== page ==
In addition to studying, planning skills are important in many aspects of life, both in a professional context as well as personal. If you always leave things to the last minute or if you struggle to meet deadlines, it is worth reading this article!

 

In the Counseling Unit it is common to hear students say, "Yes, I organize myself, but then I don't stick to the planning". Organizing oneself entails both practical factors (what to do and how to do it) as well as personal and motivational aspects (why and for what reason do I do it). Here you will find some practical guidelines that will help you to plan your time more effectively. In a second article we will discuss several aspects that have an impact on the actual implementation of planning on a psychological level.

In short, planning consists of defining clear goals, pinpointing the intermediate steps to be followed to achieve them and regularly monitoring the progress being made within the set time. It seems simple but many people struggle with putting it into practice. Experts from the University of Kent have identified the following skills required for efficient time management: prioritizing, organizing a work schedule, making lists to remember what needs to be done and when, pressing on when things do not turn out as planned and avoiding procrastination (not leaving things until later).

In order to prioritize we should distinguish between urgent tasks and important tasks. In order to be efficient we must focus on what is most important and what is most urgent above all else. It is very useful to make a list of tasks and order them in terms of priority so that we avoid distracting ourselves with instant and simple yet unimportant tasks. It is particularly practical to manage your task list by following the four "Ds" that David Allen suggests in his book "Getting things done":

  • Do: Immediately doing the quick tasks that require less than two minutes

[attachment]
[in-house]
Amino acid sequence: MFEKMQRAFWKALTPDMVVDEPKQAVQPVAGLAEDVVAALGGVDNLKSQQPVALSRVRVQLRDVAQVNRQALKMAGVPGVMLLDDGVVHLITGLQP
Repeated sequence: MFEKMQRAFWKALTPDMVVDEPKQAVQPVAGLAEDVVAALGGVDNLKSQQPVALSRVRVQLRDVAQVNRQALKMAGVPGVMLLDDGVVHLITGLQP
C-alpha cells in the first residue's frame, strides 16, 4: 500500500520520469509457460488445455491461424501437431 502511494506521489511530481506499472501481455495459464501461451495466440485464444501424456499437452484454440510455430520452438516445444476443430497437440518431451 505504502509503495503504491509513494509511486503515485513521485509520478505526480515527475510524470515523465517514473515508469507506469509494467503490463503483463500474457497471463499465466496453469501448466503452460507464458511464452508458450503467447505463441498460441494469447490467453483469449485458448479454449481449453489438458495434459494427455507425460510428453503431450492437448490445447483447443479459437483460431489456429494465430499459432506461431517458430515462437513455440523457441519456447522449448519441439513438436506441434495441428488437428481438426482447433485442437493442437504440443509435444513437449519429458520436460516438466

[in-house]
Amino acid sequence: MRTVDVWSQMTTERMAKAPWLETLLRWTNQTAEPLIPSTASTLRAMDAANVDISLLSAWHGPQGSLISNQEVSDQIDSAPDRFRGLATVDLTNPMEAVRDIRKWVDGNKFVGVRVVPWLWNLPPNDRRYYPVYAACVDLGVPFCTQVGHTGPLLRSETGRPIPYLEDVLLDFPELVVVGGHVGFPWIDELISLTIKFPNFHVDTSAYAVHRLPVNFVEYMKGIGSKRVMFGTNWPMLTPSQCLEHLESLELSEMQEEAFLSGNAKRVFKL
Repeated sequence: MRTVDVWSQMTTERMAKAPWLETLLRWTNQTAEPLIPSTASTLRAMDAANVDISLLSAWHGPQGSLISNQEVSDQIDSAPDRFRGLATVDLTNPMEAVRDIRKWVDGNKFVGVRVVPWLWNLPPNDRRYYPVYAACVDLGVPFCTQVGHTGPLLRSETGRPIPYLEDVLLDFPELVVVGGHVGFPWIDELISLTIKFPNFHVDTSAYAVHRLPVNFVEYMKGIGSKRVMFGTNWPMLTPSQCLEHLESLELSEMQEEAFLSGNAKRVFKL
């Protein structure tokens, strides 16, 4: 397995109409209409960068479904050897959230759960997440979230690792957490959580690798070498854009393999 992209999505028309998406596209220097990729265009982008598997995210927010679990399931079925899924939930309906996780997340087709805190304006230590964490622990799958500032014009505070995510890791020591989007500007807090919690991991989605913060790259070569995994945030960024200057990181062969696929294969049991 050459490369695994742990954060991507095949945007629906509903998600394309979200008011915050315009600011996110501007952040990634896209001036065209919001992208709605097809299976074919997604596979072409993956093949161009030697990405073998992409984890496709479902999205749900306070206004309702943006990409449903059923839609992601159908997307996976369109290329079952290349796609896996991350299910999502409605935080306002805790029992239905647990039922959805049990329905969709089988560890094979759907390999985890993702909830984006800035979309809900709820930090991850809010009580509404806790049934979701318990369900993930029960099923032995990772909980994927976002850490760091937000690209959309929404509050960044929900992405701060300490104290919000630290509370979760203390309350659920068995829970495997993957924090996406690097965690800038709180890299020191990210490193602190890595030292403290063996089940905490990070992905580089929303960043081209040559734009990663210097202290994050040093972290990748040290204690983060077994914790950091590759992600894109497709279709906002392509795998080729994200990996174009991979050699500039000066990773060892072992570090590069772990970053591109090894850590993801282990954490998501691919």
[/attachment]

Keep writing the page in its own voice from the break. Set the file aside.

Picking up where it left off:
• Defer: Defer or postpone the tasks that require more than two minutes and plan when to do them
  • Delegate: Delegate the tasks that someone else can do for you
  • Delete: Delete what is unnecessary so you concentrate better

Identifying the areas where you waste time and try to reduce them is a good start to organizing your time. By doing so, you can get rid of any unnecessary actions or rearrange tasks in the most efficient way. Create a work habit with a set schedule so that you can divide the time whilst adhering to deadlines and exams, avoiding leaving things to the last day.

Use a diary. The traditional paper diary has mostly been replaced by smartphones. Choose the format that is most practical for you to make sure that you make a note of all your tasks and deadlines. As well as having accurate and essential information, using a diary has a significant impact on the feeling of "I have a thousand things to do and not have enough time to do them" that we have all experienced at one time or another. By making a note of all pending tasks in the diary, we are distributing the work and setting aside specific times to overcome the mental turmoil that otherwise ends up affecting even our ability to concentrate.

With excellent organizational skills, we make better use of the time and, in addition to increasing the probability of achieving our goals, we do so with decreased levels of anxiety as we are in better control of the situation. Instead of improvising on the spot, we make conscious decisions at all times which in turn leads to less mistakes being made.